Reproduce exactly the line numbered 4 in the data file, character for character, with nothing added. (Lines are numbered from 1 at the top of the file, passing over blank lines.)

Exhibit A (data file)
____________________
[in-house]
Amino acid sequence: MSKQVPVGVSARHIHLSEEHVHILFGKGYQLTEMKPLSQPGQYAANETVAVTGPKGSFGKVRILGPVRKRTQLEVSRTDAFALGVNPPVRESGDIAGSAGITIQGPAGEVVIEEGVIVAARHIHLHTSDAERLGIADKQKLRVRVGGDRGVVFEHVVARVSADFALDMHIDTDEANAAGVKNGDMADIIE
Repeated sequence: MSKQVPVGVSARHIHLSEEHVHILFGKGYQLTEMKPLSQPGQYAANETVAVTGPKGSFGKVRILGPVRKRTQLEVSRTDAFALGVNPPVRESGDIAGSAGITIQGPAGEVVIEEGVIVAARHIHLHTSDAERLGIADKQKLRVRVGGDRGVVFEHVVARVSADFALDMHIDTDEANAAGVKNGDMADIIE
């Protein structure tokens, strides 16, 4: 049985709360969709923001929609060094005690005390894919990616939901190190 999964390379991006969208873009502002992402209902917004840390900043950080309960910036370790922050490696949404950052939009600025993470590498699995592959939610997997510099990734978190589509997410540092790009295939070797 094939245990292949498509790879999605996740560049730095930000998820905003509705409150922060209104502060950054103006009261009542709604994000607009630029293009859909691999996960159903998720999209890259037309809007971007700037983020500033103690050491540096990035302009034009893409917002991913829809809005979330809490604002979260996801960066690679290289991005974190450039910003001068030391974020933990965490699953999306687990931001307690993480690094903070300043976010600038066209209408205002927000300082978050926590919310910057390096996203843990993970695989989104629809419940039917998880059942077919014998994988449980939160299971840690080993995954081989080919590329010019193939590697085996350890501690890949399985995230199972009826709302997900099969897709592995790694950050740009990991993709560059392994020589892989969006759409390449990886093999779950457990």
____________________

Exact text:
């Protein structure tokens, strides 16, 4: 049985709360969709923001929609060094005690005390894919990616939901190190 999964390379991006969208873009502002992402209902917004840390900043950080309960910036370790922050490696949404950052939009600025993470590498699995592959939610997997510099990734978190589509997410540092790009295939070797 094939245990292949498509790879999605996740560049730095930000998820905003509705409150922060209104502060950054103006009261009542709604994000607009630029293009859909691999996960159903998720999209890259037309809007971007700037983020500033103690050491540096990035302009034009893409917002991913829809809005979330809490604002979260996801960066690679290289991005974190450039910003001068030391974020933990965490699953999306687990931001307690993480690094903070300043976010600038066209209408205002927000300082978050926590919310910057390096996203843990993970695989989104629809419940039917998880059942077919014998994988449980939160299971840690080993995954081989080919590329010019193939590697085996350890501690890949399985995230199972009826709302997900099969897709592995790694950050740009990991993709560059392994020589892989969006759409390449990886093999779950457990």